• Alison Folwell

5 key differences between online and offline shoppers

Ecommerce is growing fast in the merchant sector as an increasing number of merchant businesses add webshops and click and collect services to their websites. But there are a number of ways that shopping habits will differ on- and offline, and you’ll need to be prepared. There are big opportunities with online trading but there is more to keeping online customers happy than you might think.

So if you want to make sure you’re not only reaching new customers but keeping them coming back for more, we’ve got some top tips for you.

1. Customers shop around more (and can be less loyal)

Comparing pricing, product information and availability is much easier online and customers are much more likely to be shopping around to find a better deal. That basically means that online shoppers are usually less loyal to one particular merchant – they are more fickle and likely to go to multiple places for their purchases unless given good reasons not to.

The opportunity here is that if you CAN keep a customer happy, the convenience of returning to the same merchant time after time can outweigh occasional frustrations, so if you can deliver a great experience, you could get more business from more people, more often.

2. Customers are less patient online and have high expectations

Your customers are used to a pretty slick online experience when they’re shopping online day-to-day. Whether it’s the weekly grocery shop or ordering from Amazon, most people are used to a high quality, fast and convenient online service. That will apply to everything from how you lay out your products, group items or link related products together to your delivery arrangements, returns process and access to customer service.

First up, your search function needs to be really good. Customers will quickly get frustrated if they can’t find what they are looking for and leave. So you need to make sure that your product database is searchable not just by specific names or product types but by commonly used terms or nicknames. Also bear in mind that we don’t all spell everything right, so it’s worth building in commonly misspelled alternatives so that people can find what they want, even if they make a mistake typing it.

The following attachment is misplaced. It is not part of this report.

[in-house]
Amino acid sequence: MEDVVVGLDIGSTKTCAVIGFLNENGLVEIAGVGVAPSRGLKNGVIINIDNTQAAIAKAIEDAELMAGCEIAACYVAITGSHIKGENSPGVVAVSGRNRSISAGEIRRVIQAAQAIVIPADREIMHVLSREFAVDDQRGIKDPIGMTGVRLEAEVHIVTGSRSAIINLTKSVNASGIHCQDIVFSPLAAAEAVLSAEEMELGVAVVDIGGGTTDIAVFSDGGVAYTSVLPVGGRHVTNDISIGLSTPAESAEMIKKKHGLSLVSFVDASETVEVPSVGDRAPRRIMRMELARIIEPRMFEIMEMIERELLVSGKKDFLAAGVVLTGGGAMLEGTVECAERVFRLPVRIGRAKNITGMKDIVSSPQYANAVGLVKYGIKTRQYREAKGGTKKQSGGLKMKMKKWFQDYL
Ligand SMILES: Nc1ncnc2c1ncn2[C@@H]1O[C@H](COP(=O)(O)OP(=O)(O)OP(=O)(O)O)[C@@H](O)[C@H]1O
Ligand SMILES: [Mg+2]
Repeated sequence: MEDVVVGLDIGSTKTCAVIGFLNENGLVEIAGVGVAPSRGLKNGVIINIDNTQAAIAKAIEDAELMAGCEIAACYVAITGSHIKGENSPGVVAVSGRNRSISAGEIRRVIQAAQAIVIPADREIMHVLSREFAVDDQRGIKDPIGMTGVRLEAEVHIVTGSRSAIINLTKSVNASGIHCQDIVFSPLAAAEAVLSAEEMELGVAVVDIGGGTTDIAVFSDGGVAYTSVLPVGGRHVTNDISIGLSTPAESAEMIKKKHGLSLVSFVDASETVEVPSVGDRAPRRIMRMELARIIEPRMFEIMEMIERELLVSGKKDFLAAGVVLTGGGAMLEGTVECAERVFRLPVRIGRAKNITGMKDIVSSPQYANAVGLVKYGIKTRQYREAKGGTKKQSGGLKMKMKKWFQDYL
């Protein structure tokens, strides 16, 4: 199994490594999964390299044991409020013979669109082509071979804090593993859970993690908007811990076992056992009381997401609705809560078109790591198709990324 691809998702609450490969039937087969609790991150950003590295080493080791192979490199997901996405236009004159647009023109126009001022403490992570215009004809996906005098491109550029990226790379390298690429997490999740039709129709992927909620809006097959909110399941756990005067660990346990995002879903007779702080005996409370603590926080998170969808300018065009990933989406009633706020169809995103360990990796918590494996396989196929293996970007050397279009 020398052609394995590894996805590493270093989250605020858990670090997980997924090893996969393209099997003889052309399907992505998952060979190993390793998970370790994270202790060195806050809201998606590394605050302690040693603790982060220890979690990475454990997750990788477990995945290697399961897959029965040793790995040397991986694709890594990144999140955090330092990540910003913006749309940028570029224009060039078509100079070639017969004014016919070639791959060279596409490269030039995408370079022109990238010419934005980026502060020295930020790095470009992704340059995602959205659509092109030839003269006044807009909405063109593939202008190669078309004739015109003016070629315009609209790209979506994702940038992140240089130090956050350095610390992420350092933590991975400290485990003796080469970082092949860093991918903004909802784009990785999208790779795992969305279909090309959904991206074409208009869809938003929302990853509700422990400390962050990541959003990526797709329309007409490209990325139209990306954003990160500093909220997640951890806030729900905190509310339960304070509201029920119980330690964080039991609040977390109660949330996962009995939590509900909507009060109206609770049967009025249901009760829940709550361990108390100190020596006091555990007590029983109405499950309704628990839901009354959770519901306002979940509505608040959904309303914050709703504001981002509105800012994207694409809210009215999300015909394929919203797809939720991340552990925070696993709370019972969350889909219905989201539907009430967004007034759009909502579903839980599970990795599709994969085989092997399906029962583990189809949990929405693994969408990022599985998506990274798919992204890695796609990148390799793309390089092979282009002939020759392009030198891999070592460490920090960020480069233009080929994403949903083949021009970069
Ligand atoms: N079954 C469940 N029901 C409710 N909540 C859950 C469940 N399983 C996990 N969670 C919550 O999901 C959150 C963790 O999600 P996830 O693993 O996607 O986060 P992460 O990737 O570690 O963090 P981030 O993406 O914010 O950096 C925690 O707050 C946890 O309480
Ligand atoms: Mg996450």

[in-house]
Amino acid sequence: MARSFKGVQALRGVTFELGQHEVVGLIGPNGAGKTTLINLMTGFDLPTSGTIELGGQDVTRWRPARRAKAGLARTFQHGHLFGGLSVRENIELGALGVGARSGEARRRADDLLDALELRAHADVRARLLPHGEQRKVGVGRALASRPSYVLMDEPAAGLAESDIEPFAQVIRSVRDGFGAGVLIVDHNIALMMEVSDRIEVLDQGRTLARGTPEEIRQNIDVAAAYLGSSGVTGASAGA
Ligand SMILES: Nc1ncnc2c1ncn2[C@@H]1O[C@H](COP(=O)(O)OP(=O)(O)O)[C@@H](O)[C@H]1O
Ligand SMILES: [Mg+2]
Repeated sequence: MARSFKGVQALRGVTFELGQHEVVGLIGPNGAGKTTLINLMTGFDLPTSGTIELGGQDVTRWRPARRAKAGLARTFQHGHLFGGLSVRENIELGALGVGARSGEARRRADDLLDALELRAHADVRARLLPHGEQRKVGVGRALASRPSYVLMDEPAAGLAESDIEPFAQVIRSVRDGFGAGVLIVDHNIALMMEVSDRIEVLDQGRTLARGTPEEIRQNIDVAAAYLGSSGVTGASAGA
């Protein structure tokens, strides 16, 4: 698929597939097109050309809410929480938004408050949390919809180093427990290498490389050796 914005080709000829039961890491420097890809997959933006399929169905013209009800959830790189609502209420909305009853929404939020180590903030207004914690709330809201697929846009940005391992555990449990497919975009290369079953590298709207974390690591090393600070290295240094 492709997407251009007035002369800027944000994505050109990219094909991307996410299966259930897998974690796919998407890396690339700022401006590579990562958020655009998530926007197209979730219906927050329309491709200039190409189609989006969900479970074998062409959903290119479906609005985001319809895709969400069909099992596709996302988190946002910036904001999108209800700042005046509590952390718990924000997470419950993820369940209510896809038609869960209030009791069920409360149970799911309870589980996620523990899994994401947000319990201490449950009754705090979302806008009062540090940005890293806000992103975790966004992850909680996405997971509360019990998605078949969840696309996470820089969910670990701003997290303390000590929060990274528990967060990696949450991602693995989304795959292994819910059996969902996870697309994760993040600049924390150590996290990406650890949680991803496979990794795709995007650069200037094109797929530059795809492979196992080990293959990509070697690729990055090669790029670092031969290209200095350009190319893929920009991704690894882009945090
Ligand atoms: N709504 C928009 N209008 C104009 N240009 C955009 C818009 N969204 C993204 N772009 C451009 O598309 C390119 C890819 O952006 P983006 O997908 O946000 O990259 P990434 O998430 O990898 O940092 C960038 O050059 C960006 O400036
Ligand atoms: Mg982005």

Secondly, while customers might put up with one or two items being out of stock, they will quickly lose patience if several items on the list aren’t available, particularly if there is no indication of when it might be back in stock again. Maintaining your stock availability is arguably even more critical for online retail – for a start, you don’t have a helpful, friendly member of staff on hand to explain the situation and suggest an alternative, and also, it’s just too easy for people to look elsewhere online.

3. Customers read reviews. A lot.

Walking around your branch or depot, most customers won’t bother to check reviews or compare prices. But online, it’s easy to do and people are already in the habit of doing so. That means you need to manage reviews carefully as bad ones can be damaging.

Many merchants are choosing to partner with a leading review site such as TrustPilot, Feefo or of course, Google My Business (among many others!) They all offer various partnership deals and incentives so shop around to see which is the best fit for your business.

Encouraging customers to leave reviews is a good idea, as is sharing that glowing feedback far and wide on social media channels, but it’s also really important to manage and interact with the negative reviews, take it on the chin, and respond personally and professionally to less positive reviews. It can reassure new customers that although of course mistakes can happen, your customer service is great and you will always make up for anything that goes wrong.

4. Check your facts. Because your customers will.